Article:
This article considers the role of American citizens from the U.S. North in the 1825 Guamacaro Cuban slave insurrection. North American participation in the ‘agro-industrial graveyard’ of the Cuban slave regime both reinforces and complicates scholars’ recognition of slavery as a national, rather than sectional, bedrock of U.S. state-formation. When convenient or profitable, the character of U.S. slavery was also trans-national. This little-known slave revolt, in which hundreds of Africans burned sugar and coffee plantations owned and operated by Americans, led to a hardening of the heart among Northern planters, who responded not with debates about emancipation or aspirations for amelioration, but with heads on pikes. I argue that the capitalism of the U.S. North and Caribbean slavery were interdependent, not merely in the push-and-pull of trade but in the ease with which Northerners changed their names and raised the Cuban whip. The brutality of the Northern response in Cuba demonstrates how readily the logic of the Caribbean slave regime impacted trans-national cultural sensibilities: the moral geographies of the U.S. – Cuban Atlantic World were as malleable as the trade routes they followed.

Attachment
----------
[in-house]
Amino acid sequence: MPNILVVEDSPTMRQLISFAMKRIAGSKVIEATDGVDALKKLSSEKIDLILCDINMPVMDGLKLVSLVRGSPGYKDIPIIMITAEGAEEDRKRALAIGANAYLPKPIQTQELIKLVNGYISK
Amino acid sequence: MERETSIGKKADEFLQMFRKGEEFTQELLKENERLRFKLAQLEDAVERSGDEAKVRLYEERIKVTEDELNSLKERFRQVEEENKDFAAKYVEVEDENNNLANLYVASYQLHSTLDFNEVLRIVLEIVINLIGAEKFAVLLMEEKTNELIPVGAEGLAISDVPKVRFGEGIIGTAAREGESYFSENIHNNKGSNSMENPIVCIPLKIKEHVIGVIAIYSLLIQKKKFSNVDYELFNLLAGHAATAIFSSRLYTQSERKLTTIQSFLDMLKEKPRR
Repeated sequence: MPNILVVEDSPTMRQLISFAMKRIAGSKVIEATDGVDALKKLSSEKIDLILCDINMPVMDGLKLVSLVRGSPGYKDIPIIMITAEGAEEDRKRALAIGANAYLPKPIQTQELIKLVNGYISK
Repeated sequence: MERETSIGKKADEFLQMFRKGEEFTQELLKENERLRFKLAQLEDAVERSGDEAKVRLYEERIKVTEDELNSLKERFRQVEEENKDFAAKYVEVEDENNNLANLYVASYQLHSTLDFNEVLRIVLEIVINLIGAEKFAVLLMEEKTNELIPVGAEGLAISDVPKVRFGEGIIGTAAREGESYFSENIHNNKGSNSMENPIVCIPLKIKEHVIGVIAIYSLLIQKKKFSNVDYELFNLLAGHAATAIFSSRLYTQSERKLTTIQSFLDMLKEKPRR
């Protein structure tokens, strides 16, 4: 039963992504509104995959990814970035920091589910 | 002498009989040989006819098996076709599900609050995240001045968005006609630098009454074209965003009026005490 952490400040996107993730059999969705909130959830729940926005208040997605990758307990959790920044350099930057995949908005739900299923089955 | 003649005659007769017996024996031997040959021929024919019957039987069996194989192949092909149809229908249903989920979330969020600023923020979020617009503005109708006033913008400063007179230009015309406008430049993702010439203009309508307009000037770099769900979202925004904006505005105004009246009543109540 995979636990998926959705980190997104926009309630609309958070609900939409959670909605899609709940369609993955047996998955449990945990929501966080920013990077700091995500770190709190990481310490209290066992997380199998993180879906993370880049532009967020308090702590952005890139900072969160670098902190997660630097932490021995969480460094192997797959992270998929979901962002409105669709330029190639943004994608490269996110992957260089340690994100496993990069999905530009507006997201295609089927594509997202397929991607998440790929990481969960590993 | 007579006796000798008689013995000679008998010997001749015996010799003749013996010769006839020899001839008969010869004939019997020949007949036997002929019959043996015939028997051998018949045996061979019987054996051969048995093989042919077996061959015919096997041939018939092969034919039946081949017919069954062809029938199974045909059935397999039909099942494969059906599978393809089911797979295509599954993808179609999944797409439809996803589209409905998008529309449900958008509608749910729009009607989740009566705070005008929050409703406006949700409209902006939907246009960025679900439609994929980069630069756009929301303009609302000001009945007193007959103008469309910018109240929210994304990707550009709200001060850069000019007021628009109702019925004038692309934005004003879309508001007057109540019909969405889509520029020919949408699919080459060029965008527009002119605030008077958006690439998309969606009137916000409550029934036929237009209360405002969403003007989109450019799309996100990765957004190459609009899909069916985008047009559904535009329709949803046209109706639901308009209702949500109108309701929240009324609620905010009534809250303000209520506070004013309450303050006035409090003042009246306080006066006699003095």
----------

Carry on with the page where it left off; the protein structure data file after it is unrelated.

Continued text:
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pp. 61-86
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